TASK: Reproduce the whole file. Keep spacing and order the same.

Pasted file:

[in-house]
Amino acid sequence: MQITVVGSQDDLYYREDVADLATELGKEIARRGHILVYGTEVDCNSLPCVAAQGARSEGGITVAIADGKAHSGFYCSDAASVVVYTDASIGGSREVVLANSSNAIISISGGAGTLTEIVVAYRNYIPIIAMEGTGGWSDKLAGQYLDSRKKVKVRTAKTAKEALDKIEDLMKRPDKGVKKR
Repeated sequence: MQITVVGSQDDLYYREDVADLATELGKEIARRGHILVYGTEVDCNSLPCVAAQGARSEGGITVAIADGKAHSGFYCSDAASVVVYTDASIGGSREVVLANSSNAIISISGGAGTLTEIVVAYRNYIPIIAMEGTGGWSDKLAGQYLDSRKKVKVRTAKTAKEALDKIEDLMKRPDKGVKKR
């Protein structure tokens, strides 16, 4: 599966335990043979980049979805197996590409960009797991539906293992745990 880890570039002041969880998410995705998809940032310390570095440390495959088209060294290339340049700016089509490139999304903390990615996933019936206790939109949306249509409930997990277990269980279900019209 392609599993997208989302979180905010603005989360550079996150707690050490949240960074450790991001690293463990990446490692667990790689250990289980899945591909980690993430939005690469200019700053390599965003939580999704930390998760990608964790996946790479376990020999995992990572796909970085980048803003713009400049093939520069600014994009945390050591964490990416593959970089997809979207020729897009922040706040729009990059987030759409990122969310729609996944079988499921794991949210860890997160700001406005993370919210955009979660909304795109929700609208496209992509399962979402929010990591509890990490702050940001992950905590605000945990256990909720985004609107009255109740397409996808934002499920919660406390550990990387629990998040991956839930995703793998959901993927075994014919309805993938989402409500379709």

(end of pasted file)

[in-house]
Amino acid sequence: MQITVVGSQDDLYYREDVADLATELGKEIARRGHILVYGTEVDCNSLPCVAAQGARSEGGITVAIADGKAHSGFYCSDAASVVVYTDASIGGSREVVLANSSNAIISISGGAGTLTEIVVAYRNYIPIIAMEGTGGWSDKLAGQYLDSRKKVKVRTAKTAKEALDKIEDLMKRPDKGVKKR
Repeated sequence: MQITVVGSQDDLYYREDVADLATELGKEIARRGHILVYGTEVDCNSLPCVAAQGARSEGGITVAIADGKAHSGFYCSDAASVVVYTDASIGGSREVVLANSSNAIISISGGAGTLTEIVVAYRNYIPIIAMEGTGGWSDKLAGQYLDSRKKVKVRTAKTAKEALDKIEDLMKRPDKGVKKR
């Protein structure tokens, strides 16, 4: 599966335990043979980049979805197996590409960009797991539906293992745990 880890570039002041969880998410995705998809940032310390570095440390495959088209060294290339340049700016089509490139999304903390990615996933019936206790939109949306249509409930997990277990269980279900019209 392609599993997208989302979180905010603005989360550079996150707690050490949240960074450790991001690293463990990446490692667990790689250990289980899945591909980690993430939005690469200019700053390599965003939580999704930390998760990608964790996946790479376990020999995992990572796909970085980048803003713009400049093939520069600014994009945390050591964490990416593959970089997809979207020729897009922040706040729009990059987030759409990122969310729609996944079988499921794991949210860890997160700001406005993370919210955009979660909304795109929700609208496209992509399962979402929010990591509890990490702050940001992950905590605000945990256990909720985004609107009255109740397409996808934002499920919660406390550990990387629990998040991956839930995703793998959901993927075994014919309805993938989402409500379709």